We are nearing the end of the Top 25 Under 25 prospect rankings and today we have three of the most interesting players in the Leafs organization.
Timothy Liljegren, a first round pick that has seemingly been in the Leafs organization forever, who got his first NHL games under his belt and is a bona-fide top defenseman in the AHL. Filip Hallander, the 20-year-old prospect the Leafs got in the Kasperi Kapanen trade (along with Rodion Amirov). And Travis Dermott, in his second last year of eligibility and probably his final year to show the Leafs he can be a top-four defenseman.
Winter Top 25: 10, 9 and 8
|Player||Travis Dermott||Filip Hållander||Timothy Liljegren|
|Summer 2020 Rank||8||N/A||7|
|Birth Date||December 22, 1996||June 29, 2000||April 30, 1999|
|Spread in Rank||10||6||4|
#7 - Timothy Liljegren - RD - Drafted 2017 - Round 1, Pick #17
2020-21 Team: Toronto Maple Leafs
2019-20 Stats (NHL): 40GP, 5G, 25A, 30Pts
2019-20 Stats (AHL): 11GP, 0G, 1A, 1Pts
Like his jersey number, Timothy Liljegren has remained in seventh for every Top 25 Under 25 he’s been eligible for since 2017, with the lone exception of 2019 where he ranked ninth. In 2019, Liljegren was jumped by Alex Kerfoot and Andreas Johnsson in their last years of eligibility. With them plus Kasperi Kapanen moving on, and only Rodion Amirov jumping ahead, Liljegren regains command of his favourite spot.
Liljegren and Carolina’s Jake Bean are two defensemen who stood head and shoulders above the rest last season in the AHL in terms of production and usage. I wrote about the two over the summer in Liljegren’s T25U25 article. I believe they’re both ready, but with the pandemic and limiting player movement, it’s going to be hard for either to win themselves a spot even out of camp. The Leafs aren’t waiving Dermott or Bogosian, Sandin is on the left side behind Lehtonen, and they’ll want Marincin to sit in the press box.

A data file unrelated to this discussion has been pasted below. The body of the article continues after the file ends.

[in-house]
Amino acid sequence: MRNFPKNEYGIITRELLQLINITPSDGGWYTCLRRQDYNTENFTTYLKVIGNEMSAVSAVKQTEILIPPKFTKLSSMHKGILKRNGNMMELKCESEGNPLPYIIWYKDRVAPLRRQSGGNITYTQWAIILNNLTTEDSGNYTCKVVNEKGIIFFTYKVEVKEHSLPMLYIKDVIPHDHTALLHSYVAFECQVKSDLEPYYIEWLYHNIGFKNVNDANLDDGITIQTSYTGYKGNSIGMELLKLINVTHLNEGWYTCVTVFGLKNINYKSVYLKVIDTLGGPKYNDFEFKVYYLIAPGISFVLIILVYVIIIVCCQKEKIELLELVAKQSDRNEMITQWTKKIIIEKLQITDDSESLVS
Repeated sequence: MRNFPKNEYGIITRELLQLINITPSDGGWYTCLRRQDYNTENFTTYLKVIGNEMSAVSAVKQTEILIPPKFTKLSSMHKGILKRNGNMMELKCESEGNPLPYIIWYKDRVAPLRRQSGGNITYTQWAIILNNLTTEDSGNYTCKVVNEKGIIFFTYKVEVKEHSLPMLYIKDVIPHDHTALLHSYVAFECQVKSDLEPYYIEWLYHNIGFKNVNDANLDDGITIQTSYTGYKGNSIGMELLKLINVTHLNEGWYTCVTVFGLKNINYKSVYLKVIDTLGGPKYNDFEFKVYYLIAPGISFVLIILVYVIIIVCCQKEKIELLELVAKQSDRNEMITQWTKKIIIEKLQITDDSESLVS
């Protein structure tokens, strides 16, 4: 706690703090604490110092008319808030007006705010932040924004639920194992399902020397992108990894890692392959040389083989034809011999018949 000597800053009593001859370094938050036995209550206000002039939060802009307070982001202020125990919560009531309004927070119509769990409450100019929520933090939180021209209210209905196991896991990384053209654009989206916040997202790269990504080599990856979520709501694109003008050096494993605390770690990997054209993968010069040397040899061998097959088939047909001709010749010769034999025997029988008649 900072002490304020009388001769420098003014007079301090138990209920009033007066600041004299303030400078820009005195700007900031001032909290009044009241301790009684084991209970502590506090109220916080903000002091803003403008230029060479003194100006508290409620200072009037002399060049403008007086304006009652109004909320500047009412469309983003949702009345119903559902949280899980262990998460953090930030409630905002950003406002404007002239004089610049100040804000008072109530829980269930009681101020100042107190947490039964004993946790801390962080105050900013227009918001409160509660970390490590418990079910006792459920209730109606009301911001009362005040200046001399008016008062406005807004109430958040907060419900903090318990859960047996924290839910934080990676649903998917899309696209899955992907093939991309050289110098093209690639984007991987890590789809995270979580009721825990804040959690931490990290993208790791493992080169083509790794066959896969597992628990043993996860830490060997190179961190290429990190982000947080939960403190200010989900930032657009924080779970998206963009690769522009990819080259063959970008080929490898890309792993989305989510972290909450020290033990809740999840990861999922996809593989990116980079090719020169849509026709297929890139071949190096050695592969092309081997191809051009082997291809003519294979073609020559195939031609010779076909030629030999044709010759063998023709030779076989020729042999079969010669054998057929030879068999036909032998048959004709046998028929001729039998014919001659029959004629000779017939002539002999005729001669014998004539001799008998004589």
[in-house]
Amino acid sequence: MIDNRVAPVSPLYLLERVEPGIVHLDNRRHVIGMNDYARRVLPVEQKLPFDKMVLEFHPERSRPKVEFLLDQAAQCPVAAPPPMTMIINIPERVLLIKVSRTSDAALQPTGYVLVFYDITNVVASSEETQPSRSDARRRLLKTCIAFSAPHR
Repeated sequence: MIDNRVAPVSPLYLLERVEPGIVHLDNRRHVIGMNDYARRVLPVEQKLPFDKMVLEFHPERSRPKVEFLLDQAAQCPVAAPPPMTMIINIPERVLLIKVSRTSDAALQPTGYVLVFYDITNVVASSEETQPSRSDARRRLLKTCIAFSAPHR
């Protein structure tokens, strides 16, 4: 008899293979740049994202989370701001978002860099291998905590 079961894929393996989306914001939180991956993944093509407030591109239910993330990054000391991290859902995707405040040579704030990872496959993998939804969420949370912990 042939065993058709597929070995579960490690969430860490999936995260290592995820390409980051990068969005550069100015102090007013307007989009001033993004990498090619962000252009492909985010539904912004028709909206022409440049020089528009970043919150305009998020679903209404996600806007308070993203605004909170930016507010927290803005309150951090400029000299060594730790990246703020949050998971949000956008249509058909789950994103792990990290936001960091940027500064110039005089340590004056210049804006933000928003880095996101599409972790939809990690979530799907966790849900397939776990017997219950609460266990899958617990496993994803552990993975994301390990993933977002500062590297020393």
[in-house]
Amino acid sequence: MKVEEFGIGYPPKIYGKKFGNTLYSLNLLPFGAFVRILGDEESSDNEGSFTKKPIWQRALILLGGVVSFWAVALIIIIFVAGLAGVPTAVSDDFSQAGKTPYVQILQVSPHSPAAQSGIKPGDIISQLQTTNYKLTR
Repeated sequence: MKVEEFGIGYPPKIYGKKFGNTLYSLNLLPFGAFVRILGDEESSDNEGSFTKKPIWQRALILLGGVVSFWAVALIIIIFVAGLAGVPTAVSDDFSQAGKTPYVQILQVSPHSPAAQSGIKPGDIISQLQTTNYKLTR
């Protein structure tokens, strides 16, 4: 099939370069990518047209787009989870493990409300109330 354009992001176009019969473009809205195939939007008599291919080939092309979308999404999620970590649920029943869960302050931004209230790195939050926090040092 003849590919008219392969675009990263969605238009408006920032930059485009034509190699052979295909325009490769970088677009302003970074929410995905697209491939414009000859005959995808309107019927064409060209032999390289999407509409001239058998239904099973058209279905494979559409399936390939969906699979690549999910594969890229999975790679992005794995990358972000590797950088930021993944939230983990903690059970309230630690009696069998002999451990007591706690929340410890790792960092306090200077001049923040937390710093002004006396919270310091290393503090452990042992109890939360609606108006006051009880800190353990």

It feels like forever ago, but Leafs assistant GM Laurence Gilman was certain that he wasn’t going to have Liljegren to start the 2019-20 season, the year before his offensive breakout in the AHL. He had done a lot of work defensively to be a number one defenseman in all situations, he just wasn’t getting the offensive minutes to put up points. He did exactly what was expected and more by playing in the NHL. He’s ready for a top-six role on this team.
“Looking at Liljegren’s numbers, he has near-identical numbers to Carolina Hurricanes prospect Jake Bean, who was drafted a year earlier at 13th overall. Bean has two NHL games under his belt and was one-two with Liljegren in even-strength and power play primary points per game in the AHL.”
For now, Liljegren is probably going to be on the right side of the first pair next to Calle Rosen on the Marlies. I would love them as a third pair in the NHL, but I guess the Marlies will have to be spoiled with them as their top pair. If Liljegren can put up those offensive numbers again (and maybe even improve on them?) it would be great. He can definitely do it, plus I think the Marlies will be a better, and at least a more stable team this year. A step forward in his skating would be nice, too, just to quiet those questions. He’s certainly had the time to work on it.
What the Writers Think - Timothy Liljegren
Muzzin-Liljegren! Make it happen! And yes, Liljegren can penalty kill well.